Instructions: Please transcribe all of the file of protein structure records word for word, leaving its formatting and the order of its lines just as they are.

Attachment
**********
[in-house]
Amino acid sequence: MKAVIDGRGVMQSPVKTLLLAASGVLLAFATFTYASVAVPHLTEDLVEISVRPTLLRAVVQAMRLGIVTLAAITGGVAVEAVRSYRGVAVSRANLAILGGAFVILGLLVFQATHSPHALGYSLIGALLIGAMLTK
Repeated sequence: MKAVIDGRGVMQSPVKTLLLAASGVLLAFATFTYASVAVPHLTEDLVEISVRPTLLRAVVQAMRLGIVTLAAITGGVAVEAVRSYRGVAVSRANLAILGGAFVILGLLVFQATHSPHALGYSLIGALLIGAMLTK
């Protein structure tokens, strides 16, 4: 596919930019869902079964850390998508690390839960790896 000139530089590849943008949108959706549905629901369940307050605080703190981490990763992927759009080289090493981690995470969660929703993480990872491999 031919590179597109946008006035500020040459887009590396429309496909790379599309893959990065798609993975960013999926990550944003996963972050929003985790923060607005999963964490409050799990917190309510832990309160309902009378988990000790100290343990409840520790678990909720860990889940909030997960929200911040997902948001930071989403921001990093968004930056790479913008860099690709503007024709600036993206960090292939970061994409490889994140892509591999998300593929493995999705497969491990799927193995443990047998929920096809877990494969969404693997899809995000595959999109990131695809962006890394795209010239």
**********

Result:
[in-house]
Amino acid sequence: MKAVIDGRGVMQSPVKTLLLAASGVLLAFATFTYASVAVPHLTEDLVEISVRPTLLRAVVQAMRLGIVTLAAITGGVAVEAVRSYRGVAVSRANLAILGGAFVILGLLVFQATHSPHALGYSLIGALLIGAMLTK
Repeated sequence: MKAVIDGRGVMQSPVKTLLLAASGVLLAFATFTYASVAVPHLTEDLVEISVRPTLLRAVVQAMRLGIVTLAAITGGVAVEAVRSYRGVAVSRANLAILGGAFVILGLLVFQATHSPHALGYSLIGALLIGAMLTK
């Protein structure tokens, strides 16, 4: 596919930019869902079964850390998508690390839960790896 000139530089590849943008949108959706549905629901369940307050605080703190981490990763992927759009080289090493981690995470969660929703993480990872491999 031919590179597109946008006035500020040459887009590396429309496909790379599309893959990065798609993975960013999926990550944003996963972050929003985790923060607005999963964490409050799990917190309510832990309160309902009378988990000790100290343990409840520790678990909720860990889940909030997960929200911040997902948001930071989403921001990093968004930056790479913008860099690709503007024709600036993206960090292939970061994409490889994140892509591999998300593929493995999705497969491990799927193995443990047998929920096809877990494969969404693997899809995000595959999109990131695809962006890394795209010239």